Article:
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DNA methylation content (degree) - (Feb/10/2006 )

Hi, everyone,
I am very confused with a concept. Could anybody tell me what methylation degree means in a promoter and how to calculate it ?

There is an sentence in one paper as followings: I can not understand it very well.
" The promoter was either unmethylated, fully methylated, or hemimethylated using 5-methl deoxycytidine CED phosphoamidite "

Would someone like to help me? Thank you so much! smile.gif


basically it's can be calculated as the percentage of all CpG's within your promoter that are methylated.

Now depending on how you assayed for methylation by bisulfite PCR and sequencing, either directly sequencing the promoter or clone and sequencing the clones of your promoter, will depend on how you calculate the degree.

For clonging, So you count the total number of CpG's within your promoter sequence, then count the number of them that are methylated by bisulfite sequencing for each clone and then take the average, with CpG islands, they are usually invariably either hypermethylated (all methylated) or unmethylated (all not methylated). If they are hemimethylated, by cloning, this would suggest that one allele is hypermethylated while the other is unmethylated (or hypomethylated) and this will present as some clones being hypermethylated while others are unmethylated.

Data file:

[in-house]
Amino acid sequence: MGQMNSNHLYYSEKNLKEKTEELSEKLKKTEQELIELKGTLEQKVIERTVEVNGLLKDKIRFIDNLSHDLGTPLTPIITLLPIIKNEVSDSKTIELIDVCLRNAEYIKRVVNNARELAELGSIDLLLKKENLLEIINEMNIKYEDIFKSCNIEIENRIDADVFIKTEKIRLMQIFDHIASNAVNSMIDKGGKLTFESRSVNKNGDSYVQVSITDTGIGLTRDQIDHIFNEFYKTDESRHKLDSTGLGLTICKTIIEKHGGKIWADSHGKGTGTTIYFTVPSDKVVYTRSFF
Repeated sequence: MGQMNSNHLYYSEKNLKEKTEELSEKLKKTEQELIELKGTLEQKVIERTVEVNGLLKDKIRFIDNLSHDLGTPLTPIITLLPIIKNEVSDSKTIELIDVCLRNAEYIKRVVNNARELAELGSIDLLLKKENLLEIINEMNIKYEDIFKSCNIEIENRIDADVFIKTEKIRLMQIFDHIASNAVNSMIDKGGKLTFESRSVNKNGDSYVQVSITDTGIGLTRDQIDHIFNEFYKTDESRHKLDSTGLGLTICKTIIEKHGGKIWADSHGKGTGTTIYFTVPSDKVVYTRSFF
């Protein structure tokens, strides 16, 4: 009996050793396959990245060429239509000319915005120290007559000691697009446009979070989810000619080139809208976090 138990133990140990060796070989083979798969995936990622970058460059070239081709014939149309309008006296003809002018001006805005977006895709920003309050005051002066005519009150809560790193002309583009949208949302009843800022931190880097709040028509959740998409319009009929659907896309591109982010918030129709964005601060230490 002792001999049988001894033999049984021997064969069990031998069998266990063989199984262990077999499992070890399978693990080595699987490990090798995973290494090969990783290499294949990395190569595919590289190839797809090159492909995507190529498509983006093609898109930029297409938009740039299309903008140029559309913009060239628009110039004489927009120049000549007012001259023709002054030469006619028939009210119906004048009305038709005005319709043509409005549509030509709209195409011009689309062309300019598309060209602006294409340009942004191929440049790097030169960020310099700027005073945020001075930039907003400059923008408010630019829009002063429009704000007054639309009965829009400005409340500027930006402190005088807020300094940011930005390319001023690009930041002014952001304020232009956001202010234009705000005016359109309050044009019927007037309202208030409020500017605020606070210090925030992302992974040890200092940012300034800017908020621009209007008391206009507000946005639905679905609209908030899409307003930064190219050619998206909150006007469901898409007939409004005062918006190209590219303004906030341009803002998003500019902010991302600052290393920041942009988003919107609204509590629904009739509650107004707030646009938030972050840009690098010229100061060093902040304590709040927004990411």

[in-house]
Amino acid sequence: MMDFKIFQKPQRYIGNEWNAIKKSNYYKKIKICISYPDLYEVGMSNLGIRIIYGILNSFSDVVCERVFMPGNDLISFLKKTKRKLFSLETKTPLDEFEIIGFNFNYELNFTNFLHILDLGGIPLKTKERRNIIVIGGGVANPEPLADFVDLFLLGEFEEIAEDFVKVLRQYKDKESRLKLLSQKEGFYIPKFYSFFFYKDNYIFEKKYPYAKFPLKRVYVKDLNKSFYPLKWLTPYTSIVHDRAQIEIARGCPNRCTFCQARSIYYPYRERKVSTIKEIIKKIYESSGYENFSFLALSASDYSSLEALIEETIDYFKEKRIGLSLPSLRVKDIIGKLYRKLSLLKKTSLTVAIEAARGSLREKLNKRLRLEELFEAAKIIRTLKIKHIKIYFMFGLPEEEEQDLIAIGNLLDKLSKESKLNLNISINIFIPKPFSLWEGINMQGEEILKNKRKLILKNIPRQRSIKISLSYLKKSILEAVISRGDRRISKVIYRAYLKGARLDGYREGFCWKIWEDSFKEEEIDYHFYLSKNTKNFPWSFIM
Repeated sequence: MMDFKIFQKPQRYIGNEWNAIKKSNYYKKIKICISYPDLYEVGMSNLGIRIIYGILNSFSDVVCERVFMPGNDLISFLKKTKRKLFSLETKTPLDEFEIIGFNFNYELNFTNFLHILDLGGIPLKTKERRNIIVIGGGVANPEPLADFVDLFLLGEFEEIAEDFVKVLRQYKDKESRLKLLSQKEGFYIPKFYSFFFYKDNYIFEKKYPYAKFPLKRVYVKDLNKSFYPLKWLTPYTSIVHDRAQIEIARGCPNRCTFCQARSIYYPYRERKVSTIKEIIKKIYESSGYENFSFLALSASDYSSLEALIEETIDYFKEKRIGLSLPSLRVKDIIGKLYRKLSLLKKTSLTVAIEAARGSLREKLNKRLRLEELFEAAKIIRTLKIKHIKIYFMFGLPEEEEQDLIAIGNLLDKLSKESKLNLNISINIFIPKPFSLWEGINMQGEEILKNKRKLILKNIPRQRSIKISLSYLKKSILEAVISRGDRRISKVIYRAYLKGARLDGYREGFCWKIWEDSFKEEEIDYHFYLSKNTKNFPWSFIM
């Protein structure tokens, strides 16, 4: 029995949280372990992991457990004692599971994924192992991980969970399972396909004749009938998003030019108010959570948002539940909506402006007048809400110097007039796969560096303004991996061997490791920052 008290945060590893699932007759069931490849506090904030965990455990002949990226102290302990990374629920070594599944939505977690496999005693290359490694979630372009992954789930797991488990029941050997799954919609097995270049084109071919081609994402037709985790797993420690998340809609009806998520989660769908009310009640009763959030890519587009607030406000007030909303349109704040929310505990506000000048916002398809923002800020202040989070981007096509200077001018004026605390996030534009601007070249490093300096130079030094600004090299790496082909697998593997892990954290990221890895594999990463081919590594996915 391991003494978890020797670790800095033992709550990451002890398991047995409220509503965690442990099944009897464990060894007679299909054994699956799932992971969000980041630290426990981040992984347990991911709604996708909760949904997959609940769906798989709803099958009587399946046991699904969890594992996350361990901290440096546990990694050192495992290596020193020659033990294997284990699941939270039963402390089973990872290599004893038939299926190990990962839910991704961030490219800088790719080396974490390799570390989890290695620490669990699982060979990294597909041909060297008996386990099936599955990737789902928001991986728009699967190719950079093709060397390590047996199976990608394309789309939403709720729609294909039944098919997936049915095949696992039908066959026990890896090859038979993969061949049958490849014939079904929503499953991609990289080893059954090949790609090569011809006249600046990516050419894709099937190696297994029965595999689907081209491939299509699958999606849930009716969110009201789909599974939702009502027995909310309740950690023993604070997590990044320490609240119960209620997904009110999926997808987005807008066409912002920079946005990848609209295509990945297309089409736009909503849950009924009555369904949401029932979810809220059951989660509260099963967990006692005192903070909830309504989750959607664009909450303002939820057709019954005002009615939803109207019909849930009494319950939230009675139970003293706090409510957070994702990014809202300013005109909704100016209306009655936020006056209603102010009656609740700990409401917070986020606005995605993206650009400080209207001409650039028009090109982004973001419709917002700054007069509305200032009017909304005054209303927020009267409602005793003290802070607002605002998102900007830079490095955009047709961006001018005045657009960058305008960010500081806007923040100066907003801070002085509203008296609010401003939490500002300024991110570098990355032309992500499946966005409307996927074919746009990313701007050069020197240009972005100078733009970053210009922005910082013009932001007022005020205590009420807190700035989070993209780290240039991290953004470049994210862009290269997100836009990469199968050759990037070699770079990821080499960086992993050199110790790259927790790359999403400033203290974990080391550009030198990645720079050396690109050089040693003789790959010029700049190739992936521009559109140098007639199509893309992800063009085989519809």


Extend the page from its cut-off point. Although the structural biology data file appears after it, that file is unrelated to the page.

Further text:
for direct sequencing, you take each CpG dinucleotide and measure the peak heights of C and T at the CpG sites in a chromatogram. To make things easier I have seen cut off ranges in 25% increments. so at each site it can be either 0%, 25%, 50%, 75% or 100% methylated.

There are also variations to these methods and they are not all set in stone.



Thank you , nick. That's a very detailed answer and does a great help to me! smile.gif